Veg pledge from Lincoln common room


Lincoln College’s JCR and MCR have voted to make vegetarian meals the default dinner option once a week.

The JCR passed the ‘less meat, more veg’ motion almost unanimously on Sunday evening, and the MCR approved the plans the following evening.

If college authorities agree, diners seeking a meat meal will have to sign up prior to 10 a.m. on the veg-default day. One of the two meat choices normally on offer at lunch will be converted into an extra non-meat option.

The two common rooms are the latest to pass such motions, following in the footsteps of Oriel, Corpus Christi and Brasenose JCRs, as well as Balliol JCR and MCR.

Fern Lai, Environment and Ethics Rep and proposer of the JCR motion, said she had received little negative feedback during the process. “Before the meeting I had heard minor comments of ‘I vote meat’ and ‘I hate vegetables’, but I think this was largely because people thought that I was proposing a ‘less meat, more veg’ day every day of the week,” she said.

“When I explained everything clearly in the meeting and went through the environmental and ethical arguments, everyone voted in favour. Most questions were to ask details of the motion and not counter arguments.”

According to the motion, 18 per cent of greenhouse gases are caused by livestock farming and current meat production levels are unsustainable. It goes on to say that the ‘less meat, more veg’ plan is “probably one of the easiest ways to reduce the college’s carbon footprint”.

Lai said that she was confident that the motion would be implemented by the college authorities, despite a similar plan facing problems two years ago.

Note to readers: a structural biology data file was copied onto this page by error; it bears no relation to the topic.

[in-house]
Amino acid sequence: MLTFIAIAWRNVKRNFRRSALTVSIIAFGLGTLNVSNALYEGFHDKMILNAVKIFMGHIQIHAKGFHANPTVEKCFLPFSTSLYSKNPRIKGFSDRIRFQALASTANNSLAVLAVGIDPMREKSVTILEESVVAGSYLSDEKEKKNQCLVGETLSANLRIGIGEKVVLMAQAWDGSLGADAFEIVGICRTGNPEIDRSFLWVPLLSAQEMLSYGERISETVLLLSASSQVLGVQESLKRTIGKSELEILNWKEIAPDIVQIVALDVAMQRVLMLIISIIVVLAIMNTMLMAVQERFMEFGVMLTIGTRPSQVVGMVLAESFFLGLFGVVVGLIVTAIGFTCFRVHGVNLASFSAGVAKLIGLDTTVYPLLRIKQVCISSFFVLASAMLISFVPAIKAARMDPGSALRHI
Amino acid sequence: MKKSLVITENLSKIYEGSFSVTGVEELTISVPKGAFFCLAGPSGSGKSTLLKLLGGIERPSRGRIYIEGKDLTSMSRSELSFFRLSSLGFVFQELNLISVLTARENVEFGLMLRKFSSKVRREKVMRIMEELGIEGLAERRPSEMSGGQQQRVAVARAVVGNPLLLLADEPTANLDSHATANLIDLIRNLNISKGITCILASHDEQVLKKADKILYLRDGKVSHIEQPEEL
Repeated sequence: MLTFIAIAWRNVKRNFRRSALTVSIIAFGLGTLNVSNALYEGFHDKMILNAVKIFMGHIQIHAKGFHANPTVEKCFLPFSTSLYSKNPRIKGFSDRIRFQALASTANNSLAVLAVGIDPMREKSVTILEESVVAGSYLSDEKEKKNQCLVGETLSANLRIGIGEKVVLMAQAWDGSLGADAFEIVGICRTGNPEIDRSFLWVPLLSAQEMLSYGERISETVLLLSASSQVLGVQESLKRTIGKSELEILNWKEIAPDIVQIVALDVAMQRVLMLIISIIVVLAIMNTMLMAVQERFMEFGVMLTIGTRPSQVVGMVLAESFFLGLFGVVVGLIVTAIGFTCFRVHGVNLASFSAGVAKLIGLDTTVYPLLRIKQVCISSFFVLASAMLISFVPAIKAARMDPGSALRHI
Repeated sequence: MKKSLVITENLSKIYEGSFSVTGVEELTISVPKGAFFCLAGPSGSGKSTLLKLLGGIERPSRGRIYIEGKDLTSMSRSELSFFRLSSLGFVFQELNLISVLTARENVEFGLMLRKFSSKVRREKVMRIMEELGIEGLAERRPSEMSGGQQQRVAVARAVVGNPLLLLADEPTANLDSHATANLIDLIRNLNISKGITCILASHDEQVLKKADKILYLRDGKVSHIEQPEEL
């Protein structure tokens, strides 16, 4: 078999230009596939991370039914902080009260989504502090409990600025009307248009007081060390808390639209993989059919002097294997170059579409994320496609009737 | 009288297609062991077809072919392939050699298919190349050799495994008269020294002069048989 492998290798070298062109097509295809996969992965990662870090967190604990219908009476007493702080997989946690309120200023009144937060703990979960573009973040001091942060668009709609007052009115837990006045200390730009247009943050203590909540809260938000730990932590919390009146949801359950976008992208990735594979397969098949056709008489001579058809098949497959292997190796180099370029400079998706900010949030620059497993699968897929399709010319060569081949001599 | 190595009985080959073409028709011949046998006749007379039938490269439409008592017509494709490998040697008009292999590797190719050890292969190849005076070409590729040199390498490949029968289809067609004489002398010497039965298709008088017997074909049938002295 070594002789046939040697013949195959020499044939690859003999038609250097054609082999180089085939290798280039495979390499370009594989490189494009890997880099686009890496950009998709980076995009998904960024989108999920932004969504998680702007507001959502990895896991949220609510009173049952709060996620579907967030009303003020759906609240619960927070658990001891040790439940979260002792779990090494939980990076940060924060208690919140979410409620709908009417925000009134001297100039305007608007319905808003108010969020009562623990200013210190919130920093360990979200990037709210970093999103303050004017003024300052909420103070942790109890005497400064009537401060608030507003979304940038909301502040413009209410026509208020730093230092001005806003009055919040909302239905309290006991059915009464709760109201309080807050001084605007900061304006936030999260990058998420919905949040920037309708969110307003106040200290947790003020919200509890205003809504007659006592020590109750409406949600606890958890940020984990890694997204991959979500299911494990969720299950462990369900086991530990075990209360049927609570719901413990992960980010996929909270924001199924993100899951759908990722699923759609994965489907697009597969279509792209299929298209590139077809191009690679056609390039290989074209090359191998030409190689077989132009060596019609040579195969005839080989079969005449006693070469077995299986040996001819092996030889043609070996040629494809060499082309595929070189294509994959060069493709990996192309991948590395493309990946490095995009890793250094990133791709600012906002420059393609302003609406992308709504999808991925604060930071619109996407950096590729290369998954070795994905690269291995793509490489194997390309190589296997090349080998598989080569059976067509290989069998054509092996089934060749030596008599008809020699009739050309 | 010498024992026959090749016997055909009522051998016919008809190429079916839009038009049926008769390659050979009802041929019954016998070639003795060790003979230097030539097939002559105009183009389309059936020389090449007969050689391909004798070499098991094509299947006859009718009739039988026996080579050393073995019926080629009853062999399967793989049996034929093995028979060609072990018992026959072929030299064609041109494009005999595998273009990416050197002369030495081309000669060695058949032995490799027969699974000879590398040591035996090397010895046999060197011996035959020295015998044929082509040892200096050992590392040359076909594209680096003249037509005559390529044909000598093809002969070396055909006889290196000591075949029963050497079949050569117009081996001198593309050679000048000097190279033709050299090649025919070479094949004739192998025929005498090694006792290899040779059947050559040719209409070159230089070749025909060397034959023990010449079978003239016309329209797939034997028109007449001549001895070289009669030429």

“Having spoken to most of the college staff in advance, I have every faith that they will put this into practice. I had spoken to the domestic bursar and the chef about the campaign and their largest concern was that the students wouldn’t support the idea.”

“We tried a similar idea about two years ago at Lincoln, but it wasn’t nearly as convenient in practice and it received quite a lot of student opposition,” she added.

Rachel Jeal, Lincoln’s JCR President, said: “The policy is very likely to be implemented as there have already been discussions with the catering staff and they have all been very positive.”

Other students also expressed sup- port for the motion. Joe Ewing, a second year student at Lincoln, de- scribed the move as a “historic step forward”.

“The environmental and ethical impact of the livestock industry is something I’ve only become aware of relatively recently, and I think that is the case with most people, but it seemed to be uncontested that it is an issue we can’t ignore,” he said.

“Gradually we’re realising that our consumption is having serious effects well beyond our local communities; we’re beginning to realise the consequences of living on a global scale.”

“The Fairtrade movement is one example of our ability to begin to respond to this realisation, hopefully the ‘less meat, more veg’ will be another,” he added.

Others were less convinced. Alex West, a third year at Lincoln, commented: “I am an inherent antivegivore. Consuming unnecessary calories in non-protein based forms is noxious to the construction and maintenance of the elite abdominal six pack.”

Mitch Byrne, a Lincolnite on his year abroad, added, “Meat and two veg, please mate. Hold the veg, as I always say to Lincoln’s chef.”

Pro-vegetarian initiatives are common in Oxford. Earlier this year, a referendum in Somerville JCR voted in favour of introducing ‘Meat-Free Mondays’.


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